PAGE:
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EU charged Apple for its unfair rules about the in-app payment system

Jaleel M



EU antitrust regulators charged iPhone Apple on Friday for practicing anti-competitive behaviour. The antitrust has accused the technology giant of restricting the developers from informing their users about the other purchasing options available to them.

With its in-app payment systems, Apple charges a commission of 30% on every transaction. This has been the focus of Spotify, the Swedish music streaming app, which later filed a complaint to the European Commission regarding this issue. Bloomberg was the first company who took a stand against Apple about this in-app payment system.

The EU charges Apple for using its supremacy in the music streaming market by applying restrictive rules over the small companies. The EU is expected to punish Apple by a hefty fine and to make changes in their rules and regulations to follow a more fair business model.

Apple faced one of these complaints two years back for the first time when the Swedish music streaming app, Spotify, accused it of following unfair practices to restrict other companies to enter the music streaming market, in order to promote its own iPhone music streaming services.

In its statement of objections, the EU antitrust has confirmed the wrong practices of Apple over this issue and said that the company is restricting other players to sell their products in the app store by forcing the developers to use only Apple’s in-app purchase method. This method removes the other payment options for users to pay for apps developed by other developers and forces them to use Apple’s in-app payment system.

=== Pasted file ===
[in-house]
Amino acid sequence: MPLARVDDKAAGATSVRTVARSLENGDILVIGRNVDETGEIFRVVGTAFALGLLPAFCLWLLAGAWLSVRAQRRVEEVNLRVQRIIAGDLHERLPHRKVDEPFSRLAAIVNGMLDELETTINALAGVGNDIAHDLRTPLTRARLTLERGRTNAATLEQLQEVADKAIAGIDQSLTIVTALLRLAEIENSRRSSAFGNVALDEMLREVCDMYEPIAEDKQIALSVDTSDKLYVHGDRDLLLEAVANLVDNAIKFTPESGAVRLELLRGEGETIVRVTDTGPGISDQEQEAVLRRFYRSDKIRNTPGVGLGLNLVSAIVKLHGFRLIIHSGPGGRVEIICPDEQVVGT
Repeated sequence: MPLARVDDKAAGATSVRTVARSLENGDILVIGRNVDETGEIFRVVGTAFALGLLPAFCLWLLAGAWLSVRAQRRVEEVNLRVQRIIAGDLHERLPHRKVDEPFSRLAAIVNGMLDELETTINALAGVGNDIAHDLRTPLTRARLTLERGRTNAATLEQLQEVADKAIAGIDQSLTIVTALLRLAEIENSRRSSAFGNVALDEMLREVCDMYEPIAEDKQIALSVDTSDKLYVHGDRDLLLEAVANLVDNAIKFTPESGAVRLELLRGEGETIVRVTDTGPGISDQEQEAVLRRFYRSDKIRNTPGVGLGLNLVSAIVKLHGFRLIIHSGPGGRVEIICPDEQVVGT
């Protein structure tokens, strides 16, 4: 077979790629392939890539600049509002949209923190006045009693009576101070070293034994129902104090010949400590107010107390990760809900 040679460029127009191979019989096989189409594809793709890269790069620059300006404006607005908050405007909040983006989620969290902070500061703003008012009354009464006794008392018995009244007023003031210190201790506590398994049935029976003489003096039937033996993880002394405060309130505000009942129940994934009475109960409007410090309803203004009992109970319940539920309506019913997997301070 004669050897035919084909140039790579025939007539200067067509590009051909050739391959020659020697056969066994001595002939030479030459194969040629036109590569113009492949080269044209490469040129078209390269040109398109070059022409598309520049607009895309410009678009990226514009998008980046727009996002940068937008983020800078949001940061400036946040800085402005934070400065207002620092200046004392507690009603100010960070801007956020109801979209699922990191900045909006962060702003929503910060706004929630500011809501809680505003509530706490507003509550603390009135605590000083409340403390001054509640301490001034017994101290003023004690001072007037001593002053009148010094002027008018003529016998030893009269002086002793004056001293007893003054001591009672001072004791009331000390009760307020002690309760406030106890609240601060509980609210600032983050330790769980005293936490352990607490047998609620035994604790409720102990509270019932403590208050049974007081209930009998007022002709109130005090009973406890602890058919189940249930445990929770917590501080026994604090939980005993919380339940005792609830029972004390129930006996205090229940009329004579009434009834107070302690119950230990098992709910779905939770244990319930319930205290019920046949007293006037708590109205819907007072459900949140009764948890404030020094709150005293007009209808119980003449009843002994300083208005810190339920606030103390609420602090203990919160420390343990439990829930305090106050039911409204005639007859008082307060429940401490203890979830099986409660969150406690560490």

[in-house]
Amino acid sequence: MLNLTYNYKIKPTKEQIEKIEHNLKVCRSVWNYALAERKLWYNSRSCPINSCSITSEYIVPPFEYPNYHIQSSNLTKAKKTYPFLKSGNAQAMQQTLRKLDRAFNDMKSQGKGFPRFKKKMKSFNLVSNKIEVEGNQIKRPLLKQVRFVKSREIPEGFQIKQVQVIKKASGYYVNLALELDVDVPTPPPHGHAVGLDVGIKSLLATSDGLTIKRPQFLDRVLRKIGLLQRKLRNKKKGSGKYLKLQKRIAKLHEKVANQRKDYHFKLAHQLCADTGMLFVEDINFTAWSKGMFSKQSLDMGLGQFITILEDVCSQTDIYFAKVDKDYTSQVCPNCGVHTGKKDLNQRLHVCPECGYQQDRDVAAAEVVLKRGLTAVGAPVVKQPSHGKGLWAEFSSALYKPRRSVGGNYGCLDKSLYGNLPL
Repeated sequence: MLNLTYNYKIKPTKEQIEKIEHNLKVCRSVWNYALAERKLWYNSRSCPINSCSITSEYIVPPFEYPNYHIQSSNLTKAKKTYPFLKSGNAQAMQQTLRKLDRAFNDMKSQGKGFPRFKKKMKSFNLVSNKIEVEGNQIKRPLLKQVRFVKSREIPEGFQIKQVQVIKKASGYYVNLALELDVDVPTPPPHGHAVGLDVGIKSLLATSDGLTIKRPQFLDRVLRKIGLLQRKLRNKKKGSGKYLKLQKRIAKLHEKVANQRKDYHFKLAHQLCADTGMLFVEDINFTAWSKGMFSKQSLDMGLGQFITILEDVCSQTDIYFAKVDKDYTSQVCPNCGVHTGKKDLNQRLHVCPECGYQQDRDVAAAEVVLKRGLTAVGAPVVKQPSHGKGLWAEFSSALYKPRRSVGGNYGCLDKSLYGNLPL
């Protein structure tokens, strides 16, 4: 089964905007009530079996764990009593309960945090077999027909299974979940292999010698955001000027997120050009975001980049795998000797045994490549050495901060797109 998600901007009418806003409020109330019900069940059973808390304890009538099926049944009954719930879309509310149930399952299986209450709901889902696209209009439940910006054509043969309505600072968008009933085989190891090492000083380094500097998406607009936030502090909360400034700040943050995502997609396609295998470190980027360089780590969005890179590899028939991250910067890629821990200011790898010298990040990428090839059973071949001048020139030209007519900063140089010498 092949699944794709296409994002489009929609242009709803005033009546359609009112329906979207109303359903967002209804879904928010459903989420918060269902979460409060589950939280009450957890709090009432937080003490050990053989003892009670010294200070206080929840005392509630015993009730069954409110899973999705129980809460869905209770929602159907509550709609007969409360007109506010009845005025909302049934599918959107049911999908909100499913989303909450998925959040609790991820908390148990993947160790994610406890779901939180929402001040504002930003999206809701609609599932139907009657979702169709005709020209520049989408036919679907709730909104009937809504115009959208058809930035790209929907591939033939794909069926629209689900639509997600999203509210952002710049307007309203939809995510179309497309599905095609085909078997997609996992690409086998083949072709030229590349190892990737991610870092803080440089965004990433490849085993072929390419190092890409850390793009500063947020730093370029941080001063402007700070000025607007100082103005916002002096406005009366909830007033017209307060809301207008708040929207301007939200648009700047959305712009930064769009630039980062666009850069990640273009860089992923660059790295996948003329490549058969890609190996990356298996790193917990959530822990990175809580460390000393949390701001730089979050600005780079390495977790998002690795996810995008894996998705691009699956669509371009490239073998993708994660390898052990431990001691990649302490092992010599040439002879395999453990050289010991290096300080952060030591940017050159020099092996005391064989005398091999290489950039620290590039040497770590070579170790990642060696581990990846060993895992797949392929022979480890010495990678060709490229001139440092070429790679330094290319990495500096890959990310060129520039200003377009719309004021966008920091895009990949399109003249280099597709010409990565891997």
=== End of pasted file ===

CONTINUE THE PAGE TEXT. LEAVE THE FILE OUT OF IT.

In a statement, European Competition Commissioner Margrethe Vestager said, “By setting strict rules on the App store that disadvantage competing music streaming services, Apple deprives users of cheaper music streaming choices and distorts competition.” 

“This is done by charging high commission fees on each transaction in the App Store for rivals and by forbidding them from informing their customers of alternative subscription options,” she added.

This will be the first time when the EU antitrust will charge Apple for any issue. It is expected that Apple is going to face a fine of nearly 10% of its global turnover.

The EU antitrust has not made any final rulings yet, which means Apple still has a chance to save itself from a hefty fine by proving itself not guilty of these unfair practices.

One week before the EU’s charge against Apple, the company also faced a lawsuit filed by the Epic Games in a US antitrust. The “Fortnite” creator accused Apple of using its dominance in an unfair manner in the mobile app market. Epic has also complained about this issue to the commission.

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